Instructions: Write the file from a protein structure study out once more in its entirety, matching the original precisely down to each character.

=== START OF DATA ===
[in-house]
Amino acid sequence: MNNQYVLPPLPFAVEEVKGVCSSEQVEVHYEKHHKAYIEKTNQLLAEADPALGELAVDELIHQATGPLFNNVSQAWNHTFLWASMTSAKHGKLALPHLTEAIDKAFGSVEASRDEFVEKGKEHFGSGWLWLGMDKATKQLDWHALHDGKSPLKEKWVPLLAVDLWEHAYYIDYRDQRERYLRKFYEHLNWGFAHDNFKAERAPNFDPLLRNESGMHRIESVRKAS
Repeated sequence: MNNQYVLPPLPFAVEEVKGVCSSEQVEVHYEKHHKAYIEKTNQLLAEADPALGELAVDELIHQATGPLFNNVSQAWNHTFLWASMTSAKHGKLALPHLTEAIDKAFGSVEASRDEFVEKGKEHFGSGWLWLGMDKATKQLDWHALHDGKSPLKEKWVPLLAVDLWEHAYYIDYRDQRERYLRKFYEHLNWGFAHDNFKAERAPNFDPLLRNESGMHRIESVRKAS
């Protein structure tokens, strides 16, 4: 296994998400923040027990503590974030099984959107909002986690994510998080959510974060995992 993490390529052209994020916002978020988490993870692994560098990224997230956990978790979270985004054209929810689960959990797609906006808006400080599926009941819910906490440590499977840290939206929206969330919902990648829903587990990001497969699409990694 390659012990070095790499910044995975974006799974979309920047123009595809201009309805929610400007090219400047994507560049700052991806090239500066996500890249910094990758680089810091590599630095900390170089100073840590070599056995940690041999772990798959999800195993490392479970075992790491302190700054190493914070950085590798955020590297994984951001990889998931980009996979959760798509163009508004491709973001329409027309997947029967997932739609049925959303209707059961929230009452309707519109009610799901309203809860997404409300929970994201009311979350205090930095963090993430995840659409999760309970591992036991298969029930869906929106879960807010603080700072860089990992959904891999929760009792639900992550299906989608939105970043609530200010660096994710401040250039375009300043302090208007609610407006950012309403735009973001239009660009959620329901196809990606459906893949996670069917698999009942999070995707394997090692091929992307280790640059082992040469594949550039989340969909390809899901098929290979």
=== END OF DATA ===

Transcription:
[in-house]
Amino acid sequence: MNNQYVLPPLPFAVEEVKGVCSSEQVEVHYEKHHKAYIEKTNQLLAEADPALGELAVDELIHQATGPLFNNVSQAWNHTFLWASMTSAKHGKLALPHLTEAIDKAFGSVEASRDEFVEKGKEHFGSGWLWLGMDKATKQLDWHALHDGKSPLKEKWVPLLAVDLWEHAYYIDYRDQRERYLRKFYEHLNWGFAHDNFKAERAPNFDPLLRNESGMHRIESVRKAS
Repeated sequence: MNNQYVLPPLPFAVEEVKGVCSSEQVEVHYEKHHKAYIEKTNQLLAEADPALGELAVDELIHQATGPLFNNVSQAWNHTFLWASMTSAKHGKLALPHLTEAIDKAFGSVEASRDEFVEKGKEHFGSGWLWLGMDKATKQLDWHALHDGKSPLKEKWVPLLAVDLWEHAYYIDYRDQRERYLRKFYEHLNWGFAHDNFKAERAPNFDPLLRNESGMHRIESVRKAS
């Protein structure tokens, strides 16, 4: 296994998400923040027990503590974030099984959107909002986690994510998080959510974060995992 993490390529052209994020916002978020988490993870692994560098990224997230956990978790979270985004054209929810689960959990797609906006808006400080599926009941819910906490440590499977840290939206929206969330919902990648829903587990990001497969699409990694 390659012990070095790499910044995975974006799974979309920047123009595809201009309805929610400007090219400047994507560049700052991806090239500066996500890249910094990758680089810091590599630095900390170089100073840590070599056995940690041999772990798959999800195993490392479970075992790491302190700054190493914070950085590798955020590297994984951001990889998931980009996979959760798509163009508004491709973001329409027309997947029967997932739609049925959303209707059961929230009452309707519109009610799901309203809860997404409300929970994201009311979350205090930095963090993430995840659409999760309970591992036991298969029930869906929106879960807010603080700072860089990992959904891999929760009792639900992550299906989608939105970043609530200010660096994710401040250039375009300043302090208007609610407006950012309403735009973001239009660009959620329901196809990606459906893949996670069917698999009942999070995707394997090692091929992307280790640059082992040469594949550039989340969909390809899901098929290979």